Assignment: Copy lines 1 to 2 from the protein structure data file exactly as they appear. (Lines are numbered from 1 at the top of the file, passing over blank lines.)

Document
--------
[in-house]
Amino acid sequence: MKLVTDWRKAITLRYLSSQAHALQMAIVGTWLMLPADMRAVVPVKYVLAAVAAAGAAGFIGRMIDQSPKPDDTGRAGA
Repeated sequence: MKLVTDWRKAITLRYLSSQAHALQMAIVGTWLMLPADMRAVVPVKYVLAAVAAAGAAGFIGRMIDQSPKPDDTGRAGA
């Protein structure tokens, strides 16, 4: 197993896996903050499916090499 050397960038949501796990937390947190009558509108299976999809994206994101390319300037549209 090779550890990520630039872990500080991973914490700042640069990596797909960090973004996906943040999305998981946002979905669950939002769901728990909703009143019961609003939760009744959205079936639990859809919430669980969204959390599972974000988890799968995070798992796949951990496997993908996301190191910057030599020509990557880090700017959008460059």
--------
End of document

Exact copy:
[in-house]
Amino acid sequence: MKLVTDWRKAITLRYLSSQAHALQMAIVGTWLMLPADMRAVVPVKYVLAAVAAAGAAGFIGRMIDQSPKPDDTGRAGA